Income tax laws in India allow you to enjoy specific tax benefits on the premium you pay for life insurance and on the money you receive from the policy. Here’s a look for more details.
Tax Benefits on Premium Paid for Life Insurance
According to the Income Tax Act, under Section 80C, a Hindu Undivided Family (HUF) and an Individual, can claim a tax deduction of up to ₹1,50,000 annually for premium payments, to purchase and keep insurance policy active. Make sure to use the income tax calculator to calculate the tax levied accurately before paying it.
You’re eligible to claim the deduction even if you’re a foreign national or a non-resident of India (NRI) who has bought the policy outside India but has taxable income in India. You can avail of the deduction not just for pure life insurance products, but also insurance-cum-investment options, such as a Unit Linked Insurance Plan (ULIP).
The availability of the deduction extends to the spouse and children too (even if they’re financially independent) besides the taxpayer . However, not to the parents (even if they are financially dependent ). An HUF can claim the tax deduction on the premium payable for the life insurance of any of its members.
The deduction is available for up to 10% of the sum assured by the policy provider. Any amount paid beyond this limit is not considered for insurance policies issued on or after April 1, 2012. However, a higher deduction of 15% is available for physically handicapped policyholders. A still higher limit of 20% is available for insurance policies issued before April 1, 2012.
The policies on which you claim any tax benefits must be active for at least 2 years. If you fail to do that, the deductions available in the previous years get reversed and added back to the income earned in the year in which your policy lapses.
You can also receive tax benefits for up to ₹1,50,000 (as an overall limit) on premium payments of an annuity plan, deferred or immediate.
Consider going through the different types of ITR so that you can file the returns under the suitable category.
Tax Treatment of Money Received from an Insurance Provider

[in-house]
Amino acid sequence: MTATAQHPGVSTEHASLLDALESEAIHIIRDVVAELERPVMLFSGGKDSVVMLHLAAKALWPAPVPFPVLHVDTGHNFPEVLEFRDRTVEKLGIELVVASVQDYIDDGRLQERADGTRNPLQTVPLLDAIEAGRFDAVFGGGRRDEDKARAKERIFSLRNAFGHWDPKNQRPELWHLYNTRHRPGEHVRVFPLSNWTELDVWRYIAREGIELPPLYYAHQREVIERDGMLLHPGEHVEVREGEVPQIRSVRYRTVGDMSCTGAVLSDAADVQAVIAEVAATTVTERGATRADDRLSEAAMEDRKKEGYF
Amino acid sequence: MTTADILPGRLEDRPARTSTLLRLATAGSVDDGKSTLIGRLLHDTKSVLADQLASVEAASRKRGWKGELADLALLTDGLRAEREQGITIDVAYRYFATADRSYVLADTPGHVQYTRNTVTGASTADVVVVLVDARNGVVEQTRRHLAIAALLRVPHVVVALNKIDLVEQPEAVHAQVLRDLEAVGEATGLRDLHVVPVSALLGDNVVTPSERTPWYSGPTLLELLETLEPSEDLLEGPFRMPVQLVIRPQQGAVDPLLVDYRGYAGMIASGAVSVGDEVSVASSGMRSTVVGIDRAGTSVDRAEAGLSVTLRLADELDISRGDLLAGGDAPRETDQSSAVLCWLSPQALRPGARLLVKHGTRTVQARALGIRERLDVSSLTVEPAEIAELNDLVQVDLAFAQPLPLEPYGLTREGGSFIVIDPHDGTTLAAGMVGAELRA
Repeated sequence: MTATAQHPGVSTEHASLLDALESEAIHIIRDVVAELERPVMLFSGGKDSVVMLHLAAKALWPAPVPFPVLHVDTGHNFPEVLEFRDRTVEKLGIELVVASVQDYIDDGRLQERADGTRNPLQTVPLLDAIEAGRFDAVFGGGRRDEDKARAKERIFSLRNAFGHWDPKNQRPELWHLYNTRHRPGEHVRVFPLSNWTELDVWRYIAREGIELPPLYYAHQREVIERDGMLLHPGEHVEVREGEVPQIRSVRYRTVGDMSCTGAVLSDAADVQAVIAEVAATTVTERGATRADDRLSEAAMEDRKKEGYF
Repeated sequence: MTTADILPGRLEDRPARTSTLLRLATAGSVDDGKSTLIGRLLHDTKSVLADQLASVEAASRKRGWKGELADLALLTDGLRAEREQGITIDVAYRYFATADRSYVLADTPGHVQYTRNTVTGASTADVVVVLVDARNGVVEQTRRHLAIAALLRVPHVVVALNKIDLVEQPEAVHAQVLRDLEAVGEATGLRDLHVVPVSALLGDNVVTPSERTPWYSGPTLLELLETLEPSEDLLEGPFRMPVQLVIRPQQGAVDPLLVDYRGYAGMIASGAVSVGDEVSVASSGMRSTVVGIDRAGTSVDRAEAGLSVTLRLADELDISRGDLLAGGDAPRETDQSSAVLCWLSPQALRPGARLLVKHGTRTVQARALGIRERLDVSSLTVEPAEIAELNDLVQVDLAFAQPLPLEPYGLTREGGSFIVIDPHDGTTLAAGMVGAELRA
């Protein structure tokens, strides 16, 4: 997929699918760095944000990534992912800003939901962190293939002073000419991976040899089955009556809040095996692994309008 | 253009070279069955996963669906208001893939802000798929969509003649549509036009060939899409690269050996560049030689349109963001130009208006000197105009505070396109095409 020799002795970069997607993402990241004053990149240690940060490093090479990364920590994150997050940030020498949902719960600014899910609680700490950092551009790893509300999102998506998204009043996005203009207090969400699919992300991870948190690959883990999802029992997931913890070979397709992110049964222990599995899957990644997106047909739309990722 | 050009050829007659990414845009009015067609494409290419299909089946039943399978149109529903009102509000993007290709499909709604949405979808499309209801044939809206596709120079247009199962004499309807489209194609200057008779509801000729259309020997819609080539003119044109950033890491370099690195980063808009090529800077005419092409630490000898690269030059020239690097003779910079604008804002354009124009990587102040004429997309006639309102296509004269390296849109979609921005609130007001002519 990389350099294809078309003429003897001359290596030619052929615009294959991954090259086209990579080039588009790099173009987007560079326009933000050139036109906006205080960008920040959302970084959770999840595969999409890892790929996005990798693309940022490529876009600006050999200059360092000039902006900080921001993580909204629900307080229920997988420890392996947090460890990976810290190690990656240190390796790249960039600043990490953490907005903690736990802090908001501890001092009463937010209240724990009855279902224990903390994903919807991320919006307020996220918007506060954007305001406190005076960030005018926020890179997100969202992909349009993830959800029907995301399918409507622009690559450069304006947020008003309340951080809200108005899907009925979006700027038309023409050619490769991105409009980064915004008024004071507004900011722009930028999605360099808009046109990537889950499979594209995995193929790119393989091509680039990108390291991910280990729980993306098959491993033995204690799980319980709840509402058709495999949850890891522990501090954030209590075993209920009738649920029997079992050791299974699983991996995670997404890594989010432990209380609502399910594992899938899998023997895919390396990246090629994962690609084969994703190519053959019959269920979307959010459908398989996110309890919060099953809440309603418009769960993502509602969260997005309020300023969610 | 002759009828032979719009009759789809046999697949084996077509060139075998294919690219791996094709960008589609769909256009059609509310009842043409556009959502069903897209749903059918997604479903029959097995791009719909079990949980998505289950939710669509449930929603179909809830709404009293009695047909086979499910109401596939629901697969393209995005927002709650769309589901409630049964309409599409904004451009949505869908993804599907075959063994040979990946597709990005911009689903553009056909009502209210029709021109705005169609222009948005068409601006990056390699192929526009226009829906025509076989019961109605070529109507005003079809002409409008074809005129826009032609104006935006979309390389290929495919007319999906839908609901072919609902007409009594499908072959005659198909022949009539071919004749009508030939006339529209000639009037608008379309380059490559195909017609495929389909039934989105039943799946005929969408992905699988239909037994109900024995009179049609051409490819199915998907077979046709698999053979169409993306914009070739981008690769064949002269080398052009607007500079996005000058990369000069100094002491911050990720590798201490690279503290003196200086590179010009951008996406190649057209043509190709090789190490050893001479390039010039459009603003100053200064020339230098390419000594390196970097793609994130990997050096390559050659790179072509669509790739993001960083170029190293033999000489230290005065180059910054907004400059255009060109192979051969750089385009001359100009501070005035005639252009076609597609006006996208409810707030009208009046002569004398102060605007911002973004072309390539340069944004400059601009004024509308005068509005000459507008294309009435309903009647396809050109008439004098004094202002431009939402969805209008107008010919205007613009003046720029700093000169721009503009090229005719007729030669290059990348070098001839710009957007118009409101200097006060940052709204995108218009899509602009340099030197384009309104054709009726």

As per the Income Tax Act, Section 10 (10D), the money you get from a life insurance provider is tax-free. For that, the premium payment in any of the term years must be up to 10% of the sum assured in case of policies issued after April 1, 2012. A higher limit of 15% is considered for handicapped policyholders to ascertain whether the money is taxable or not. For policies issued between April 1, 2003, and March 31, 2012, the money won’t be taxable if you didn’t pay over 20% of the sum assured as a premium.
Money received from policies issued before April 1, 2003, is completely tax-free regardless of the quantum of premium. This applies to all policies apart from ULIPs and Keymen insurance policies issued after February 1, 2021. Besides the amount payable under Keymen policies, any money received on the policyholder’s demise is completely exempt from taxes.
If the amount payable to the insurance provider is above ₹1,00,000 and the money received is taxable, a 5% tax at source shall be levied on the difference between the premium payment and money payable. It’s debatable whether the difference is taxed under capital gains or income from other sources. Nevertheless, your tax liability would be based on the applicable slab rate, and you can calculate it using the income tax calculator.
If you want to avoid a lumpsum tax payment at the end of the year, you can opt for advance tax payments in instalments. For that, consider choosing and investing in an insurance policy well in advance of the financial year.
Money received from ULIPs issued after February 1, 2021, in which the equity component has always exceeded 65% in the portfolio, shall be treated like listed shares or equity-oriented schemes. Also, as per Section 112A of the Income Tax Act, it would be taxable at flat 10% above the initial exemption of ₹1,00,000 for long-term capital gains. The surrender value of annuities shall be completely taxed if you avail of the deduction as per Section 80CCC of the Income Tax Act. Otherwise, only the difference may be taxed.
For any life insurance or investment-cum-insurance product, consider investing early on. Also, you can conveniently break the tax payable in small instalments at regular intervals through advance tax payments.